Saturday, March 21, 2015

Paper: "Corporate Pensions and Financial Distress"

NY times article:

"A paper by the academics Ying Duan, Edith S. Hotchkiss and Yawen Jiao, studied 729 troubled publicly traded companies over 20 years and found that the amounts of money that employees had in company stock remained relatively stable during periods of trouble, as did their new contributions. This is true even as the stock prices decline and the number of investors betting against the stock in the public markets through short sales increases."
From the paper abstract:
"We examine the role of corporate pension plans in determining how firms restructure in financial distress. Both defined benefit (DB) and defined contribution (DC) plans can have significant exposures to the company’s own stock, imposing significant losses on employees if the firm defaults and/or files for bankruptcy. We find that firms with DB plans typically have little exposure to the stock prior to default; the degree of underfunding increases significantly as firms near default, but is not related to restructuring types (bankruptcies versus out of court restructurings). In contrast, large exposures to company stock in DC plans often are not reduced prior to default. High levels of own-company stock ownership are positively related to default and bankruptcy probabilities. Our evidence suggests a link between employee-ownership related managerial entrenchment and default risk."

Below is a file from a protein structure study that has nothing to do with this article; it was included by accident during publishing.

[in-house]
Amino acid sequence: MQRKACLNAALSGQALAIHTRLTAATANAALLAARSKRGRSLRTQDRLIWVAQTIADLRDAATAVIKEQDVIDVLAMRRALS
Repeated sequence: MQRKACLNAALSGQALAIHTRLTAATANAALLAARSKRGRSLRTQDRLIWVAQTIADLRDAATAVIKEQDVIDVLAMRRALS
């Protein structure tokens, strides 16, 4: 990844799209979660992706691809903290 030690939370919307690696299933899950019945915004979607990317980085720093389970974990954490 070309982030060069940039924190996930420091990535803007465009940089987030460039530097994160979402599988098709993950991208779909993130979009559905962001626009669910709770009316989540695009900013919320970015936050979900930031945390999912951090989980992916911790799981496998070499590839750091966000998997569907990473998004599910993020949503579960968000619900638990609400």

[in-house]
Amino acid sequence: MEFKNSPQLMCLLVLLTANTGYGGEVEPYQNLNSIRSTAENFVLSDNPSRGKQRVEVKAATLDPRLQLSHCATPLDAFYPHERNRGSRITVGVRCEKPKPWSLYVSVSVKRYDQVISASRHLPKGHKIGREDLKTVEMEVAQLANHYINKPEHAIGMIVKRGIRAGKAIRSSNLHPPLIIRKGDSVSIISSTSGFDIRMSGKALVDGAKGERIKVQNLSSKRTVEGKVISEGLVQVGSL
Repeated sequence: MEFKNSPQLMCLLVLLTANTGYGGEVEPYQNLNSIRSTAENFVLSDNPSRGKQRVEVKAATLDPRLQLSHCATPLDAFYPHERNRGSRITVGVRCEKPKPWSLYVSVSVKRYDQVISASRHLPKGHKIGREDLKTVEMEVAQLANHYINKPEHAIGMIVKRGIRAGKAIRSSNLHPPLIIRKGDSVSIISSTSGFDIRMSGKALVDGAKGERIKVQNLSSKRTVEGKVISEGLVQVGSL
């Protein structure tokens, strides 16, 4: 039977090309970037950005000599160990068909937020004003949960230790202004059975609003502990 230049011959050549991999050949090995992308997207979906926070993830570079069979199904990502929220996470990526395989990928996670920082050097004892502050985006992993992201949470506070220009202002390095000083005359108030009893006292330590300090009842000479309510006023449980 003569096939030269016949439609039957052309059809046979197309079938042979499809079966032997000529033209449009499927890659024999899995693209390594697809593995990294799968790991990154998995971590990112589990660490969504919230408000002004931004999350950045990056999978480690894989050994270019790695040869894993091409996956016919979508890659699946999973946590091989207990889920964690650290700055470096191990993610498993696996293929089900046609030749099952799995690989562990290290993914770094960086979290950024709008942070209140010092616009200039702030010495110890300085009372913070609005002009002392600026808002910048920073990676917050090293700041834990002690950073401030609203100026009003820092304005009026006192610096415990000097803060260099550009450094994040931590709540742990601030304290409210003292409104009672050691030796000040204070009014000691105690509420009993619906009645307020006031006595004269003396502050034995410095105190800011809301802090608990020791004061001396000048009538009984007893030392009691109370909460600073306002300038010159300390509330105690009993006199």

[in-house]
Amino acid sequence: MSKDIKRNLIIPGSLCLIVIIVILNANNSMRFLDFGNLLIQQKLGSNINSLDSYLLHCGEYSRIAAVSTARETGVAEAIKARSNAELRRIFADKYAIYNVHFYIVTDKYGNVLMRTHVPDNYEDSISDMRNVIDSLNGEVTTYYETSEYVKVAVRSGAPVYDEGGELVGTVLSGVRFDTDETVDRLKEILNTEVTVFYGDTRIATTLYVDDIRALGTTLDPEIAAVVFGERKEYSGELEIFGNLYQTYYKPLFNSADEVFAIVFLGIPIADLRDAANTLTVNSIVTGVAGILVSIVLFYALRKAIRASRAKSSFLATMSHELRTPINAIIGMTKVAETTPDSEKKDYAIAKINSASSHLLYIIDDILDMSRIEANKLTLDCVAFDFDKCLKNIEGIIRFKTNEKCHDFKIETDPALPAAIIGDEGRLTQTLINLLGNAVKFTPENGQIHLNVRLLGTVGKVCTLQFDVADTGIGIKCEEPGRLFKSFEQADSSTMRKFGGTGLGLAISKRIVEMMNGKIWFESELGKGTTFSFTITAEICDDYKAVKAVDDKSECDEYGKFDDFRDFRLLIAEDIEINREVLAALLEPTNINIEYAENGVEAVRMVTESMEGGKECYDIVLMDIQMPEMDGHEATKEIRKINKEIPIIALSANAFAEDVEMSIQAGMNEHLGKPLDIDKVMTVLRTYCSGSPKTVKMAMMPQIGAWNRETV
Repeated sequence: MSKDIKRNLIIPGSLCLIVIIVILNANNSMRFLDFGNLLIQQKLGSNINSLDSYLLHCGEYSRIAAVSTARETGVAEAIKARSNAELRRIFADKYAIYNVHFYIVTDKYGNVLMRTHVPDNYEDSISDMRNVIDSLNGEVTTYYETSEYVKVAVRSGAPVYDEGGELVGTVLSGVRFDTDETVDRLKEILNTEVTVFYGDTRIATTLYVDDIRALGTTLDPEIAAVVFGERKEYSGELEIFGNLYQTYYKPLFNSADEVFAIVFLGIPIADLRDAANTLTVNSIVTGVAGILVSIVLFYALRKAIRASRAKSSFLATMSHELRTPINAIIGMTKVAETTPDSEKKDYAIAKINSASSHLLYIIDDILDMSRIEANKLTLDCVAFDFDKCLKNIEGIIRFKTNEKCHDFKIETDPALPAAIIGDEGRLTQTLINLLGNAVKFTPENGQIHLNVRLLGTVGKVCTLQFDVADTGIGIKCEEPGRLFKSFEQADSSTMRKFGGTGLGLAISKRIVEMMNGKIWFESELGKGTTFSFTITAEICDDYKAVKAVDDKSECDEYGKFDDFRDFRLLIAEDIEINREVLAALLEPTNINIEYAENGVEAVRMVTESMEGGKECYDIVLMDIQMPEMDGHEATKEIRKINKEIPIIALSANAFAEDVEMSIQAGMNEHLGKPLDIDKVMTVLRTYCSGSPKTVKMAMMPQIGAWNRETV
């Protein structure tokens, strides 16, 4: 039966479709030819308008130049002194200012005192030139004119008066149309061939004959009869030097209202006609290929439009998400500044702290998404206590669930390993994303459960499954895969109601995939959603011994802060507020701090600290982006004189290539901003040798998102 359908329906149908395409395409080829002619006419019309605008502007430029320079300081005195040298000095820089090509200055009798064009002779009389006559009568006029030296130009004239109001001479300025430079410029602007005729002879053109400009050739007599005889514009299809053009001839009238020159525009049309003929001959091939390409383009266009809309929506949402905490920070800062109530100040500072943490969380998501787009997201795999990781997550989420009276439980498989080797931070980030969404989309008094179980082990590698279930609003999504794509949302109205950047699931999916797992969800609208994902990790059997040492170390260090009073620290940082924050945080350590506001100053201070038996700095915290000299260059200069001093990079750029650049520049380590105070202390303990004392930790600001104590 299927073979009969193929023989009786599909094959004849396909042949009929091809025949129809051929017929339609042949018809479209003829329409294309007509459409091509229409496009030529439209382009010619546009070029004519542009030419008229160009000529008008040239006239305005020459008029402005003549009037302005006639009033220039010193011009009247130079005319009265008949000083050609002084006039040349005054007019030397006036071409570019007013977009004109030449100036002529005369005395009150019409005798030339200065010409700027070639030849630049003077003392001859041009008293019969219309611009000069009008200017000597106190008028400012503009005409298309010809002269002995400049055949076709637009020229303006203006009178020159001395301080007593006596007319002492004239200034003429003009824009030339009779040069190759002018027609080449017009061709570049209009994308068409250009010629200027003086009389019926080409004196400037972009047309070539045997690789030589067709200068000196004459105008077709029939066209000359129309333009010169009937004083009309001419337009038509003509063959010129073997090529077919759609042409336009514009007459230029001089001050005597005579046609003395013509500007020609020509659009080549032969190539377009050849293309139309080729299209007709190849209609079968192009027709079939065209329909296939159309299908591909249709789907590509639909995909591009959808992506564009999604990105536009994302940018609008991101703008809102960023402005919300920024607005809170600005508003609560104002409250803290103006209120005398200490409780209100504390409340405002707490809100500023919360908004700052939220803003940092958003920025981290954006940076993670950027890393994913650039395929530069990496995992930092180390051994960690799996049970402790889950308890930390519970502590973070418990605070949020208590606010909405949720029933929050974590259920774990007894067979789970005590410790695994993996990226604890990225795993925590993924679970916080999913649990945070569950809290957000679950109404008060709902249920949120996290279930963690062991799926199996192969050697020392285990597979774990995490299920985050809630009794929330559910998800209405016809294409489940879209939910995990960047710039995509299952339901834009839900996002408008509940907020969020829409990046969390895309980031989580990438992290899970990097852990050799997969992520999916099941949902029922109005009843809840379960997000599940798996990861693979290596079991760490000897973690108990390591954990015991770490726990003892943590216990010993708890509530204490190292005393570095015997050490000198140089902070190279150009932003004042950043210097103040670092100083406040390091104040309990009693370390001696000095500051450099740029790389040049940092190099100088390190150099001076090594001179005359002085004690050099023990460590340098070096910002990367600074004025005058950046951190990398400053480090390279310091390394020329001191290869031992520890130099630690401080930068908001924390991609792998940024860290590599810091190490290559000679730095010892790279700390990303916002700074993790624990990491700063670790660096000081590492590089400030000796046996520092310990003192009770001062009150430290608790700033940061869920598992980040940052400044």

Very interesting. Their finding is (as we would expect) that the company employees are dumb money even when investing in the companies where they work. This is like all the people at Bear Stearns and Lehman that couldn't figure out their firms were going to fail.

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